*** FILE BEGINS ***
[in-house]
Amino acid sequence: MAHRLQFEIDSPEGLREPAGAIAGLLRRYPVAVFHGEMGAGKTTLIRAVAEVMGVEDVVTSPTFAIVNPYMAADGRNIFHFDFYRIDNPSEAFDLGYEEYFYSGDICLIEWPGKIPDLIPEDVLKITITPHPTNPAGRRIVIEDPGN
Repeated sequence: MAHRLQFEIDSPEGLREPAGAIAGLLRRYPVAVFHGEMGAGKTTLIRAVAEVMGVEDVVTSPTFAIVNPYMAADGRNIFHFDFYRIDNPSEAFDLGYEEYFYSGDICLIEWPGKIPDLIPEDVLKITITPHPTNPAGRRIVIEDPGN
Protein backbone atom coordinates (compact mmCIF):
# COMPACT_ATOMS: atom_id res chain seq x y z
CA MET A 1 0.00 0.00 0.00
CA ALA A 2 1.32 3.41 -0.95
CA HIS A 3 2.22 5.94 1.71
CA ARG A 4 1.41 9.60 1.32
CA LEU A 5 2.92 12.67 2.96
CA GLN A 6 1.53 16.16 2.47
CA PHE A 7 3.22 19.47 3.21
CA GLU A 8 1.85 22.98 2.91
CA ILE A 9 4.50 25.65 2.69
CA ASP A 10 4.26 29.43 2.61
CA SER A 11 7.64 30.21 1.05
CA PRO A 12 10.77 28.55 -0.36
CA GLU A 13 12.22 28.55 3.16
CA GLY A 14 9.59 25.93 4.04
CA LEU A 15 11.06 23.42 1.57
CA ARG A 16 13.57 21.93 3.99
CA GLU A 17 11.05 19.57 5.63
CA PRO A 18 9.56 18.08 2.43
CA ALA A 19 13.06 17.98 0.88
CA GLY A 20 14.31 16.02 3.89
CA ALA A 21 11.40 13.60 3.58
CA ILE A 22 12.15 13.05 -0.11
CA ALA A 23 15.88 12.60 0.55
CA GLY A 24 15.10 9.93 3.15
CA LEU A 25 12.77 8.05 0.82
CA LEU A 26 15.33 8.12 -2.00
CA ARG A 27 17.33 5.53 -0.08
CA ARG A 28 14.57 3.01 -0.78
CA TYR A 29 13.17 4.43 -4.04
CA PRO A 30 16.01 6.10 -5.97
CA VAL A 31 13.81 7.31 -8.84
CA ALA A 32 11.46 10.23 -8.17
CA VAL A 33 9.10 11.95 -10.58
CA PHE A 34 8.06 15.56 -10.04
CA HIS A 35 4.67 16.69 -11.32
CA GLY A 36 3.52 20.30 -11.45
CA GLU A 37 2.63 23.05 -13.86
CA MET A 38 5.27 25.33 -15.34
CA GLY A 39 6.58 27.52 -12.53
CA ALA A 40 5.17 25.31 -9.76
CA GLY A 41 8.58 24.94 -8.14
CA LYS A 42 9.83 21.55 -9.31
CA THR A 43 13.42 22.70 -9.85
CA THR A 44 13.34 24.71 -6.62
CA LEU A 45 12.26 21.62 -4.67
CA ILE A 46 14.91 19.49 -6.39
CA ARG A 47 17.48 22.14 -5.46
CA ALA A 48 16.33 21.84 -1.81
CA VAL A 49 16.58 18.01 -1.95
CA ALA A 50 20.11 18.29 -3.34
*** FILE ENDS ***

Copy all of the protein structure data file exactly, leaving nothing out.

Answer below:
[in-house]
Amino acid sequence: MAHRLQFEIDSPEGLREPAGAIAGLLRRYPVAVFHGEMGAGKTTLIRAVAEVMGVEDVVTSPTFAIVNPYMAADGRNIFHFDFYRIDNPSEAFDLGYEEYFYSGDICLIEWPGKIPDLIPEDVLKITITPHPTNPAGRRIVIEDPGN
Repeated sequence: MAHRLQFEIDSPEGLREPAGAIAGLLRRYPVAVFHGEMGAGKTTLIRAVAEVMGVEDVVTSPTFAIVNPYMAADGRNIFHFDFYRIDNPSEAFDLGYEEYFYSGDICLIEWPGKIPDLIPEDVLKITITPHPTNPAGRRIVIEDPGN
Protein backbone atom coordinates (compact mmCIF):
# COMPACT_ATOMS: atom_id res chain seq x y z
CA MET A 1 0.00 0.00 0.00
CA ALA A 2 1.32 3.41 -0.95
CA HIS A 3 2.22 5.94 1.71
CA ARG A 4 1.41 9.60 1.32
CA LEU A 5 2.92 12.67 2.96
CA GLN A 6 1.53 16.16 2.47
CA PHE A 7 3.22 19.47 3.21
CA GLU A 8 1.85 22.98 2.91
CA ILE A 9 4.50 25.65 2.69
CA ASP A 10 4.26 29.43 2.61
CA SER A 11 7.64 30.21 1.05
CA PRO A 12 10.77 28.55 -0.36
CA GLU A 13 12.22 28.55 3.16
CA GLY A 14 9.59 25.93 4.04
CA LEU A 15 11.06 23.42 1.57
CA ARG A 16 13.57 21.93 3.99
CA GLU A 17 11.05 19.57 5.63
CA PRO A 18 9.56 18.08 2.43
CA ALA A 19 13.06 17.98 0.88
CA GLY A 20 14.31 16.02 3.89
CA ALA A 21 11.40 13.60 3.58
CA ILE A 22 12.15 13.05 -0.11
CA ALA A 23 15.88 12.60 0.55
CA GLY A 24 15.10 9.93 3.15
CA LEU A 25 12.77 8.05 0.82
CA LEU A 26 15.33 8.12 -2.00
CA ARG A 27 17.33 5.53 -0.08
CA ARG A 28 14.57 3.01 -0.78
CA TYR A 29 13.17 4.43 -4.04
CA PRO A 30 16.01 6.10 -5.97
CA VAL A 31 13.81 7.31 -8.84
CA ALA A 32 11.46 10.23 -8.17
CA VAL A 33 9.10 11.95 -10.58
CA PHE A 34 8.06 15.56 -10.04
CA HIS A 35 4.67 16.69 -11.32
CA GLY A 36 3.52 20.30 -11.45
CA GLU A 37 2.63 23.05 -13.86
CA MET A 38 5.27 25.33 -15.34
CA GLY A 39 6.58 27.52 -12.53
CA ALA A 40 5.17 25.31 -9.76
CA GLY A 41 8.58 24.94 -8.14
CA LYS A 42 9.83 21.55 -9.31
CA THR A 43 13.42 22.70 -9.85
CA THR A 44 13.34 24.71 -6.62
CA LEU A 45 12.26 21.62 -4.67
CA ILE A 46 14.91 19.49 -6.39
CA ARG A 47 17.48 22.14 -5.46
CA ALA A 48 16.33 21.84 -1.81
CA VAL A 49 16.58 18.01 -1.95
CA ALA A 50 20.11 18.29 -3.34